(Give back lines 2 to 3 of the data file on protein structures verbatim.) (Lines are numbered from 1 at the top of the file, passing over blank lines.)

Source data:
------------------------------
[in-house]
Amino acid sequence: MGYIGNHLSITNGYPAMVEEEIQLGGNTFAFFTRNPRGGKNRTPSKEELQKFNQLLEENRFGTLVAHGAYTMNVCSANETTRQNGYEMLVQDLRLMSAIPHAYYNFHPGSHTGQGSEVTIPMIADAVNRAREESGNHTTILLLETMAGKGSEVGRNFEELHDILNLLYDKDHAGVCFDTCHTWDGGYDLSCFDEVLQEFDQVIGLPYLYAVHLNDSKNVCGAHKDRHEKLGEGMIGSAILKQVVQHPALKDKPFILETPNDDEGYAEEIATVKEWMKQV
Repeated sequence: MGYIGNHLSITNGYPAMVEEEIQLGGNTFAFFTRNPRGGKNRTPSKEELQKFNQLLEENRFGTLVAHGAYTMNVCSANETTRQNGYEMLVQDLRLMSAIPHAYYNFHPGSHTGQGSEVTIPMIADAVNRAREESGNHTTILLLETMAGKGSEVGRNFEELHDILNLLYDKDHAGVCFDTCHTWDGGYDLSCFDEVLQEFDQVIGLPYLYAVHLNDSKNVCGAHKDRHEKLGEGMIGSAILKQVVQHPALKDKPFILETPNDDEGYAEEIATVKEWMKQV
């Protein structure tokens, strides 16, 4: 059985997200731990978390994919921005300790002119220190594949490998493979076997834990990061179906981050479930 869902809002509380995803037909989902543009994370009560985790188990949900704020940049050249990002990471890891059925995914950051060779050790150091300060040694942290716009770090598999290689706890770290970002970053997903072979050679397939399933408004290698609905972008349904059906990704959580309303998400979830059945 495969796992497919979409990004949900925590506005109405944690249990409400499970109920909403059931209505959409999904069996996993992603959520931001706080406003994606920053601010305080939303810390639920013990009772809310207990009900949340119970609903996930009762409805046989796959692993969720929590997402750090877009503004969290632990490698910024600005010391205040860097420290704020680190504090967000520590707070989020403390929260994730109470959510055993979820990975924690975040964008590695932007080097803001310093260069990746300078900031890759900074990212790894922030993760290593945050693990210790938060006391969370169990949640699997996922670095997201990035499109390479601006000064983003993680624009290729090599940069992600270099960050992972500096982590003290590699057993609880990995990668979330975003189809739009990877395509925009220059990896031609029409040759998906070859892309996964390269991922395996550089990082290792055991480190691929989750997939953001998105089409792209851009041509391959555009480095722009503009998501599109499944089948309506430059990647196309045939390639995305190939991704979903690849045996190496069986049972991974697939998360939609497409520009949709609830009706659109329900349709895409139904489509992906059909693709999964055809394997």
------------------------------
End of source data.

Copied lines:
Amino acid sequence: MGYIGNHLSITNGYPAMVEEEIQLGGNTFAFFTRNPRGGKNRTPSKEELQKFNQLLEENRFGTLVAHGAYTMNVCSANETTRQNGYEMLVQDLRLMSAIPHAYYNFHPGSHTGQGSEVTIPMIADAVNRAREESGNHTTILLLETMAGKGSEVGRNFEELHDILNLLYDKDHAGVCFDTCHTWDGGYDLSCFDEVLQEFDQVIGLPYLYAVHLNDSKNVCGAHKDRHEKLGEGMIGSAILKQVVQHPALKDKPFILETPNDDEGYAEEIATVKEWMKQV
Repeated sequence: MGYIGNHLSITNGYPAMVEEEIQLGGNTFAFFTRNPRGGKNRTPSKEELQKFNQLLEENRFGTLVAHGAYTMNVCSANETTRQNGYEMLVQDLRLMSAIPHAYYNFHPGSHTGQGSEVTIPMIADAVNRAREESGNHTTILLLETMAGKGSEVGRNFEELHDILNLLYDKDHAGVCFDTCHTWDGGYDLSCFDEVLQEFDQVIGLPYLYAVHLNDSKNVCGAHKDRHEKLGEGMIGSAILKQVVQHPALKDKPFILETPNDDEGYAEEIATVKEWMKQV